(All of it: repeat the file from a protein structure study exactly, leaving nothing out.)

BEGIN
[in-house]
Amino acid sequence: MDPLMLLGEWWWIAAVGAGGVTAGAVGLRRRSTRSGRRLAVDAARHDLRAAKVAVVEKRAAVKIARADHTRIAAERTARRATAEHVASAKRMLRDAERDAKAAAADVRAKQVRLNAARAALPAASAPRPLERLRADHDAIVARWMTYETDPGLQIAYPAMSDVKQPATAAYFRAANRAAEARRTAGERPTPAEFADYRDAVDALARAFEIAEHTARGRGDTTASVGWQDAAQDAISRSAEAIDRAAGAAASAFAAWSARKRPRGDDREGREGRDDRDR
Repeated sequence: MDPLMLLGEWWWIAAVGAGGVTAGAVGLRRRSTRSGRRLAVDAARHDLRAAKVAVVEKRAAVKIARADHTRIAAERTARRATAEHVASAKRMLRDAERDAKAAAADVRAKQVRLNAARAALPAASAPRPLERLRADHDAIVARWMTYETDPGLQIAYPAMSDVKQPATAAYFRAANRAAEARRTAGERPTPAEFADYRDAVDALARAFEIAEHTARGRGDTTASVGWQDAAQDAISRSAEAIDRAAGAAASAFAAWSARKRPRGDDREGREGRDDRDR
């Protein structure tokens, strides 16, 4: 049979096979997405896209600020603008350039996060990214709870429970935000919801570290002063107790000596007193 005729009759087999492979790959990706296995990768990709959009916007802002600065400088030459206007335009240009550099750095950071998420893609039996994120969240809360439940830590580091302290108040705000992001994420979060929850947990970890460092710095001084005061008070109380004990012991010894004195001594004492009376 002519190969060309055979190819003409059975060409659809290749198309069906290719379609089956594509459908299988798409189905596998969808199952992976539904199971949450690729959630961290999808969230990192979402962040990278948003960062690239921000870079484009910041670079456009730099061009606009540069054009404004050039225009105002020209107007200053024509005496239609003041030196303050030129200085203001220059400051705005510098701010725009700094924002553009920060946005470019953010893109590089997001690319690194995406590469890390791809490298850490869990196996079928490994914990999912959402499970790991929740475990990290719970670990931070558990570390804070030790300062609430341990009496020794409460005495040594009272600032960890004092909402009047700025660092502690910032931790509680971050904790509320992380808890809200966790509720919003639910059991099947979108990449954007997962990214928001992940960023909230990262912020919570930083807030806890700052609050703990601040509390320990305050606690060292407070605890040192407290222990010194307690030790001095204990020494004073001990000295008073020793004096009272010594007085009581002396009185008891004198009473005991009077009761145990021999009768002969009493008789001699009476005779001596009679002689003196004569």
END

[in-house]
Amino acid sequence: MDPLMLLGEWWWIAAVGAGGVTAGAVGLRRRSTRSGRRLAVDAARHDLRAAKVAVVEKRAAVKIARADHTRIAAERTARRATAEHVASAKRMLRDAERDAKAAAADVRAKQVRLNAARAALPAASAPRPLERLRADHDAIVARWMTYETDPGLQIAYPAMSDVKQPATAAYFRAANRAAEARRTAGERPTPAEFADYRDAVDALARAFEIAEHTARGRGDTTASVGWQDAAQDAISRSAEAIDRAAGAAASAFAAWSARKRPRGDDREGREGRDDRDR
Repeated sequence: MDPLMLLGEWWWIAAVGAGGVTAGAVGLRRRSTRSGRRLAVDAARHDLRAAKVAVVEKRAAVKIARADHTRIAAERTARRATAEHVASAKRMLRDAERDAKAAAADVRAKQVRLNAARAALPAASAPRPLERLRADHDAIVARWMTYETDPGLQIAYPAMSDVKQPATAAYFRAANRAAEARRTAGERPTPAEFADYRDAVDALARAFEIAEHTARGRGDTTASVGWQDAAQDAISRSAEAIDRAAGAAASAFAAWSARKRPRGDDREGREGRDDRDR
């Protein structure tokens, strides 16, 4: 049979096979997405896209600020603008350039996060990214709870429970935000919801570290002063107790000596007193 005729009759087999492979790959990706296995990768990709959009916007802002600065400088030459206007335009240009550099750095950071998420893609039996994120969240809360439940830590580091302290108040705000992001994420979060929850947990970890460092710095001084005061008070109380004990012991010894004195001594004492009376 002519190969060309055979190819003409059975060409659809290749198309069906290719379609089956594509459908299988798409189905596998969808199952992976539904199971949450690729959630961290999808969230990192979402962040990278948003960062690239921000870079484009910041670079456009730099061009606009540069054009404004050039225009105002020209107007200053024509005496239609003041030196303050030129200085203001220059400051705005510098701010725009700094924002553009920060946005470019953010893109590089997001690319690194995406590469890390791809490298850490869990196996079928490994914990999912959402499970790991929740475990990290719970670990931070558990570390804070030790300062609430341990009496020794409460005495040594009272600032960890004092909402009047700025660092502690910032931790509680971050904790509320992380808890809200966790509720919003639910059991099947979108990449954007997962990214928001992940960023909230990262912020919570930083807030806890700052609050703990601040509390320990305050606690060292407070605890040192407290222990010194307690030790001095204990020494004073001990000295008073020793004096009272010594007085009581002396009185008891004198009473005991009077009761145990021999009768002969009493008789001699009476005779001596009679002689003196004569």